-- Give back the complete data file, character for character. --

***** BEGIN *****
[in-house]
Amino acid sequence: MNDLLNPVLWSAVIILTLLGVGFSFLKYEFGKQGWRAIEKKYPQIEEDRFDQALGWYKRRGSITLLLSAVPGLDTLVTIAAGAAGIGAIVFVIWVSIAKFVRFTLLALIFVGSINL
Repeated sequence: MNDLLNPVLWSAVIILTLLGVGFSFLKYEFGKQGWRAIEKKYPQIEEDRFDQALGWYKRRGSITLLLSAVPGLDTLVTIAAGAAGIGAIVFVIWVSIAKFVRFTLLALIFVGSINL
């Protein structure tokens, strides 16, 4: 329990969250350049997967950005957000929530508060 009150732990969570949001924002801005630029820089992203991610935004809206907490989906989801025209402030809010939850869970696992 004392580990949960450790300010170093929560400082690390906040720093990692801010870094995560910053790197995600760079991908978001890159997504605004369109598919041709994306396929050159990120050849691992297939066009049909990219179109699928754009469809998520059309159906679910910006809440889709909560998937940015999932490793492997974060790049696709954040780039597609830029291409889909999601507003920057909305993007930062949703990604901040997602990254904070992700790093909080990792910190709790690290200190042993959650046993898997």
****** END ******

[in-house]
Amino acid sequence: MNDLLNPVLWSAVIILTLLGVGFSFLKYEFGKQGWRAIEKKYPQIEEDRFDQALGWYKRRGSITLLLSAVPGLDTLVTIAAGAAGIGAIVFVIWVSIAKFVRFTLLALIFVGSINL
Repeated sequence: MNDLLNPVLWSAVIILTLLGVGFSFLKYEFGKQGWRAIEKKYPQIEEDRFDQALGWYKRRGSITLLLSAVPGLDTLVTIAAGAAGIGAIVFVIWVSIAKFVRFTLLALIFVGSINL
């Protein structure tokens, strides 16, 4: 329990969250350049997967950005957000929530508060 009150732990969570949001924002801005630029820089992203991610935004809206907490989906989801025209402030809010939850869970696992 004392580990949960450790300010170093929560400082690390906040720093990692801010870094995560910053790197995600760079991908978001890159997504605004369109598919041709994306396929050159990120050849691992297939066009049909990219179109699928754009469809998520059309159906679910910006809440889709909560998937940015999932490793492997974060790049696709954040780039597609830029291409889909999601507003920057909305993007930062949703990604901040997602990254904070992700790093909080990792910190709790690290200190042993959650046993898997």